By Scott Roseland
CyberControls has long advised its Attorney clients to track the impact of e-discovery on commercial litigation. The recent e-discovery amendments to the FRCP validate those recommendations. The Federal Rules now require lawyers to participate in e-discovery planning and production at all stages of the case. In other words, there is no safer harbor in which a technologically challenged lawyer can hide from their duty to deal with the Client’s electronically stored information (ESI).
For instance, FRCP 26(f) specifically requires parties to sit down together before discovery begins in order to agree on a protocol to address issues such as the following:
- Measures to be taken by the producing party to preserve relevant ESI
- Requesting party’s preference of format for all ESI to be produced
- Producing party’s explanation of what ESI is accessible or inaccessible
- Discuss clawback provisions for inadvertent disclosure of ESI
- Identify places (computers, voice mail, etc.) where ESI is stored
- Identify custodians in possession of relevant ESI
- Disclose commercial client’s document retention policies
- Disclose commercial client’s back-up systems and routines
Because so much information has to be collected and evaluated before such a meet-and-confer session takes place, Clients must be briefed by their Counsel about the client’s duty to preserve responsive ESI on their computer systems. Preservation of such information may require forensic imaging of computer hard drives or the taking of other steps to prevent inadvertent spoliation. Attorneys need to be absolutely certain that their recommendations on preservation procedures are technically correct as well as practical and capable of implementation. In the alternative, a claim of spoliation and resulting sanctions may be leveled against the Attorney as well.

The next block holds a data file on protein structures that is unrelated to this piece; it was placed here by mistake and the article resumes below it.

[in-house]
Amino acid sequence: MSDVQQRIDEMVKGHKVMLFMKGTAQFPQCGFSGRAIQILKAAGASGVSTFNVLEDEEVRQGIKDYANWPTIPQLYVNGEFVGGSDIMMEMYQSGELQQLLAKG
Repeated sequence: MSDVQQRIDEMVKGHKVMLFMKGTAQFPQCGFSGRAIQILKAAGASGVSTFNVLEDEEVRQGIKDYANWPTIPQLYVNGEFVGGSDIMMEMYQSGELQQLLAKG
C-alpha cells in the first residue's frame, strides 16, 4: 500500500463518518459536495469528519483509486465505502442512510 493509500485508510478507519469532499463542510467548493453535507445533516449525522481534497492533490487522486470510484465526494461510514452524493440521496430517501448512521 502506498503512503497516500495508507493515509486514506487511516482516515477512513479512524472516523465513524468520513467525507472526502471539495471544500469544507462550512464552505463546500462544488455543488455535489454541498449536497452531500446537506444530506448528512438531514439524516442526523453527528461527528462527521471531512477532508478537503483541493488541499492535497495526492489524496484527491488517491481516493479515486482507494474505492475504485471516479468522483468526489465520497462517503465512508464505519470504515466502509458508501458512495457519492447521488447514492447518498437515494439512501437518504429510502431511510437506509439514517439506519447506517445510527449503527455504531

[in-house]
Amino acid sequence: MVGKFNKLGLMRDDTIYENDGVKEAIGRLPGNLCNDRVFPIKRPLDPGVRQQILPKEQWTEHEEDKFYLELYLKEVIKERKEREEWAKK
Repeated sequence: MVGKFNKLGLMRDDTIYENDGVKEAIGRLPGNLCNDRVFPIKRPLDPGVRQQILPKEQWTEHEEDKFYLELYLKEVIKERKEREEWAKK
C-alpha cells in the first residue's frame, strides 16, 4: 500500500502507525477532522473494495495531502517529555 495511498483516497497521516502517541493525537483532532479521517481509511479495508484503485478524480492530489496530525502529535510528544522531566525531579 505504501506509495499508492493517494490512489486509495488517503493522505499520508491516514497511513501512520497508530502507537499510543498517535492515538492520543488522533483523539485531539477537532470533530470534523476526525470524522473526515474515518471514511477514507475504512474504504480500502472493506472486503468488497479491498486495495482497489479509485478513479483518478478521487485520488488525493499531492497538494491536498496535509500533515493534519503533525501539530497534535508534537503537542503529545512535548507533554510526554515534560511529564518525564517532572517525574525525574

Federal Rules now require lawyers to participate in e-discovery planning and production at all stages of a case. There is no longer any place that a technologically challenged lawyer can hide from their duty to deal with their Client’s electronically stored information (ESI).
And state courts are following close behind the Federal model (ed. note see Guidelines for State Trial Courts Regarding Discovery of Electronically-Stored Information referenced in this post). Hence counsel must become familiar with the operation of a client’s information management systems, including how information is received, stored, and retrieved.
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